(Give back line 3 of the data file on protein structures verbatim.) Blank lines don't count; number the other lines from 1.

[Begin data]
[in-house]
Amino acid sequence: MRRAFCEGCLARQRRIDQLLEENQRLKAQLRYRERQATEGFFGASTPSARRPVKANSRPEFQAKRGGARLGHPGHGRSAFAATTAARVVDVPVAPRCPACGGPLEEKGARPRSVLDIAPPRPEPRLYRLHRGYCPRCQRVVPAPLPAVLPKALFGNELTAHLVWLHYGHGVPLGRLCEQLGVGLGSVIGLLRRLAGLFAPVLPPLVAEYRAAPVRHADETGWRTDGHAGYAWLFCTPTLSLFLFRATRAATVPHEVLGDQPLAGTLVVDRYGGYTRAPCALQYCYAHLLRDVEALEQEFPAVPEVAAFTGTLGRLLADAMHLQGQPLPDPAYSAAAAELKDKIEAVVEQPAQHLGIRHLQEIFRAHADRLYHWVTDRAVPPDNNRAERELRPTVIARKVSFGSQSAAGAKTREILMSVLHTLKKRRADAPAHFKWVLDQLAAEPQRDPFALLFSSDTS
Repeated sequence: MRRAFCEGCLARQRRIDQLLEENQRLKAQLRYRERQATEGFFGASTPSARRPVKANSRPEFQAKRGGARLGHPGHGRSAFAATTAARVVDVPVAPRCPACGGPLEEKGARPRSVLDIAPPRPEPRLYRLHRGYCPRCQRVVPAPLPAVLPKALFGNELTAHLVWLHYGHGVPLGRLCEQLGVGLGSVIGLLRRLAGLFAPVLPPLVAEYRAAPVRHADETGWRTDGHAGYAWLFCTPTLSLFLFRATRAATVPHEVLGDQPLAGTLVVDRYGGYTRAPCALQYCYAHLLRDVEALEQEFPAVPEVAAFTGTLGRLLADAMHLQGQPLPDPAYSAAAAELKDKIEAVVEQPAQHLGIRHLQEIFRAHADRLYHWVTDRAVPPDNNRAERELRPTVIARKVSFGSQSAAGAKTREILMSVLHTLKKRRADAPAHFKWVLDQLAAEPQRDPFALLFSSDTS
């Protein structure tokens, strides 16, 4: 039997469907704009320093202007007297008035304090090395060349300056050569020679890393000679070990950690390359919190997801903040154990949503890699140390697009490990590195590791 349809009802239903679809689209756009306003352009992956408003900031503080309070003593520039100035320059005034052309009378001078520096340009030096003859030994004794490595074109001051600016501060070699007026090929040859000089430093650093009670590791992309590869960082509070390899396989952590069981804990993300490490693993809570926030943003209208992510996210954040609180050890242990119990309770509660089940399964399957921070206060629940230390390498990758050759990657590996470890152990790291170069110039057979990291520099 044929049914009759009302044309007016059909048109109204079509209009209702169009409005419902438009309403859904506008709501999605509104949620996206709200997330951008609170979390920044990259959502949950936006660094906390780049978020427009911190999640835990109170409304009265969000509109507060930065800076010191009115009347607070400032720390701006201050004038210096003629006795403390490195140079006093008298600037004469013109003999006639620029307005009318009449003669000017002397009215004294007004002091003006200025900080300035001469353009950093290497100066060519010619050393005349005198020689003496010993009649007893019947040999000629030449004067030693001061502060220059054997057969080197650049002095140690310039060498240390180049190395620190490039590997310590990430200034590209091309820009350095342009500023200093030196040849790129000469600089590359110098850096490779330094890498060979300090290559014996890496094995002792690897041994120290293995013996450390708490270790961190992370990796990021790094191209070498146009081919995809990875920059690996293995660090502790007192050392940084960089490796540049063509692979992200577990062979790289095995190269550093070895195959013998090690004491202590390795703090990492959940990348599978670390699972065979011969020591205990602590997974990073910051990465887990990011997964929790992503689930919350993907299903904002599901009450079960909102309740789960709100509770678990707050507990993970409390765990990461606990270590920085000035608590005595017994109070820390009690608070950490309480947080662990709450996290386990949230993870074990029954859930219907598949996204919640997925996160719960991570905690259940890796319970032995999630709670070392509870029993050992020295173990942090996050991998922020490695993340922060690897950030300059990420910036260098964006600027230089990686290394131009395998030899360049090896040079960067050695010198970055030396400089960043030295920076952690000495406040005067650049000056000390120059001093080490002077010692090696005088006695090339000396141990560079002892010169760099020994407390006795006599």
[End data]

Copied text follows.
Repeated sequence: MRRAFCEGCLARQRRIDQLLEENQRLKAQLRYRERQATEGFFGASTPSARRPVKANSRPEFQAKRGGARLGHPGHGRSAFAATTAARVVDVPVAPRCPACGGPLEEKGARPRSVLDIAPPRPEPRLYRLHRGYCPRCQRVVPAPLPAVLPKALFGNELTAHLVWLHYGHGVPLGRLCEQLGVGLGSVIGLLRRLAGLFAPVLPPLVAEYRAAPVRHADETGWRTDGHAGYAWLFCTPTLSLFLFRATRAATVPHEVLGDQPLAGTLVVDRYGGYTRAPCALQYCYAHLLRDVEALEQEFPAVPEVAAFTGTLGRLLADAMHLQGQPLPDPAYSAAAAELKDKIEAVVEQPAQHLGIRHLQEIFRAHADRLYHWVTDRAVPPDNNRAERELRPTVIARKVSFGSQSAAGAKTREILMSVLHTLKKRRADAPAHFKWVLDQLAAEPQRDPFALLFSSDTS